JP2.16 Comparison of Longwave Atmospheric Fluxes and Cloud Radiative Forcing over Barrow, Alaska and Eureka, Nunavut

Wednesday, 30 June 2010
Exhibit Hall (DoubleTree by Hilton Portland)
Christopher James Cox, University of Idaho, Moscow, ID; and V. Walden and P. Rowe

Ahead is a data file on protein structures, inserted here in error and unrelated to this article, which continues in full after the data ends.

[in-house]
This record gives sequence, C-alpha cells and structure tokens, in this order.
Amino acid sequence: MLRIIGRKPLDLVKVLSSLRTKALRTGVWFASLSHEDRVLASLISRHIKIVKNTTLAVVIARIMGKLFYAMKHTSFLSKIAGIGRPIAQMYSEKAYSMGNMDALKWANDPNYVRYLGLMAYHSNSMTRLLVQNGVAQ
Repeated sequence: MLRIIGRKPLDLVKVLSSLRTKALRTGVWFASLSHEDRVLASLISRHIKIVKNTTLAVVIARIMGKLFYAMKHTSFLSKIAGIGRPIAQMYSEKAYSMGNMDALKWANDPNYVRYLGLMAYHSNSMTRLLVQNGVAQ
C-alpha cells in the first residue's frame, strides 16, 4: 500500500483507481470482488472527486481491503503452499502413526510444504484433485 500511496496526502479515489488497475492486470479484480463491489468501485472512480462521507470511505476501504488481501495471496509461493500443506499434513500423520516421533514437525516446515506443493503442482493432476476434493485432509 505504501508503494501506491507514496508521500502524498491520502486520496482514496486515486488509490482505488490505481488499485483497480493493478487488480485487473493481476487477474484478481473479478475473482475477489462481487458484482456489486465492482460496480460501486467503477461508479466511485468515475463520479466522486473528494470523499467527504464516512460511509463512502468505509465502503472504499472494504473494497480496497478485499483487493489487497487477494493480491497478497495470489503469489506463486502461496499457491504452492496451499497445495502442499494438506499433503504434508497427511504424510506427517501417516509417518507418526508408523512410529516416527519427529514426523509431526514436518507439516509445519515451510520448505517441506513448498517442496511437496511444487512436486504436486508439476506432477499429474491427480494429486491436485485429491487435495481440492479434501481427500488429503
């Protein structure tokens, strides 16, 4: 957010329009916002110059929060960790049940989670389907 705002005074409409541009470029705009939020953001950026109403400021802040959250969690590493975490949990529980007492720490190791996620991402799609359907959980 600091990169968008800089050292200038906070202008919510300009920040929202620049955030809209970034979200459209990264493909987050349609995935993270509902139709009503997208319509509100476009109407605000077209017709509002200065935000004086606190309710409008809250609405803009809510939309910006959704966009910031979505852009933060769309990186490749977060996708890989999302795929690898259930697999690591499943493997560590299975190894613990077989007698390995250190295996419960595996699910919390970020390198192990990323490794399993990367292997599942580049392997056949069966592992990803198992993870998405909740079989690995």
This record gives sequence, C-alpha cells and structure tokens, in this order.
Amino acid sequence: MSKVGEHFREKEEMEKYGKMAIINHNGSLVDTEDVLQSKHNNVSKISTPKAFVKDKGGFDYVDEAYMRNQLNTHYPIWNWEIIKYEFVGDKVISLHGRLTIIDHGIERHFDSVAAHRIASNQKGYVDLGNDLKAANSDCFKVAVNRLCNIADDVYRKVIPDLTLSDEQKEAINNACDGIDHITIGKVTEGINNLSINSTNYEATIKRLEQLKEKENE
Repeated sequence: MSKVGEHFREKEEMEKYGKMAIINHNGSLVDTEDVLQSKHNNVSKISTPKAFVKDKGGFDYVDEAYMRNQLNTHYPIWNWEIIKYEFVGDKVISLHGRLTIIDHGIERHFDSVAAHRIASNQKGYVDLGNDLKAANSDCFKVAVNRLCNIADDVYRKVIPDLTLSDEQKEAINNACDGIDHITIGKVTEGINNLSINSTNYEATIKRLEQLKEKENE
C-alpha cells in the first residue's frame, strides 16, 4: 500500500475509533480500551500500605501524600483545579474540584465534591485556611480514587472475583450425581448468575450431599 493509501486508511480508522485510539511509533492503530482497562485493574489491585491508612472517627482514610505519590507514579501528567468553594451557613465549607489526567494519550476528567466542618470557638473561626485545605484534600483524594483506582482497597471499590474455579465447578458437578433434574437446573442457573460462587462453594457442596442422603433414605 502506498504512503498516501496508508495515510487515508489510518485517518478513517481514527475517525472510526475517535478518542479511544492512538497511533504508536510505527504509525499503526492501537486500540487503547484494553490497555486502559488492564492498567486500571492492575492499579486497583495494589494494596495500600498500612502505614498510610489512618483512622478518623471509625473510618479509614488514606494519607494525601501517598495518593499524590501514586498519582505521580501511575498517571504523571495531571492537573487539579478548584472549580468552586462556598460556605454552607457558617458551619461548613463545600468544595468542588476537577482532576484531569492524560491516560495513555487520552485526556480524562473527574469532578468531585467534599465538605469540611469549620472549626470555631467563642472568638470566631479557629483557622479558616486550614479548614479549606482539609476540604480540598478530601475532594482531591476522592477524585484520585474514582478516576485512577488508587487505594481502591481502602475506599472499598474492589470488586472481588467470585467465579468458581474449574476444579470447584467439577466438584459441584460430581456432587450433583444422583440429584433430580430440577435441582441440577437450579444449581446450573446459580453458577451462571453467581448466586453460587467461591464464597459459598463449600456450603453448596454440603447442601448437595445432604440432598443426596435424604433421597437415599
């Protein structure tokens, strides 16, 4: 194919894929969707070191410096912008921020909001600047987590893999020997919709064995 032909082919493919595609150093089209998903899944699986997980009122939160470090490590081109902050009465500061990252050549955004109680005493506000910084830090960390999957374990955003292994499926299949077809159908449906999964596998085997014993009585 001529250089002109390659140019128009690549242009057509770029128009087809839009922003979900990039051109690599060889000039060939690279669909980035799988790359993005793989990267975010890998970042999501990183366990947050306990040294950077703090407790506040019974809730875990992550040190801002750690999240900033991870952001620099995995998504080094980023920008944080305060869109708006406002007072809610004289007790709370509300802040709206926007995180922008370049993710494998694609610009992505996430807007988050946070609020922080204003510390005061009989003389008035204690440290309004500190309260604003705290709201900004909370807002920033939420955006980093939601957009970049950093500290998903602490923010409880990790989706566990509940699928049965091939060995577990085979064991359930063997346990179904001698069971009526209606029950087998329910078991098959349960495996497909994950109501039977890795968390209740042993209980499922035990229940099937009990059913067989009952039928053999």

The modulation of the surface energy budget in the Arctic is controlled in large part by clouds and water vapor, the properties of which make up some of the most uncertain parameters in climate modeling. Despite their importance, most studies of Arctic clouds rely on satellite-based retrievals, which in many cases have not been properly validated. Therefore, accurate, ground-based measurements of atmospheric and cloud properties are invaluable. We present surface measurements made at the Atmospheric Radiation Measurement (ARM) site at Barrow, Alaska (71° N, 156° W) and the Canadian Network for the Detection of Arctic Change (CANDAC) site at Eureka, Nunavut (80° N, 86° W). These measurements are used to examine atmospheric variables between 2006 and 2008 with particular emphasis on longwave downwelling (LW) cloud radiative forcing, LW all-sky, and LW clear-sky fluxes. A method is developed by which flux calculations are derived from Atmospheric Emitted Radiance Interferometers (AERIs) with the aid of radiative transfer models. Flux results are shown to agree well with independently derived flux measurements from a pyrgeometer at Barrow. A comparison of the measured fluxes between the two sites show considerable differences. Longwave cloud radiative forcing is larger at Barrow than at Eureka primarily due to larger cloud fraction. An evaluation of comparable fluxes from the NCEP-NCAR Reanalysis I dataset (NNR) demonstrates that the all-sky and clear-sky fluxes from the NNR are biased low compared to the measurements, although the dataset is well correlated to the measurements. NNR does not accurately capture the magnitude of the seasonal cycle in LW cloud radiative forcing. Despite this, it is shown that NNR is able to capture the approximate relative difference in annual-average LW cloud radiative forcing between Barrow and Eureka.
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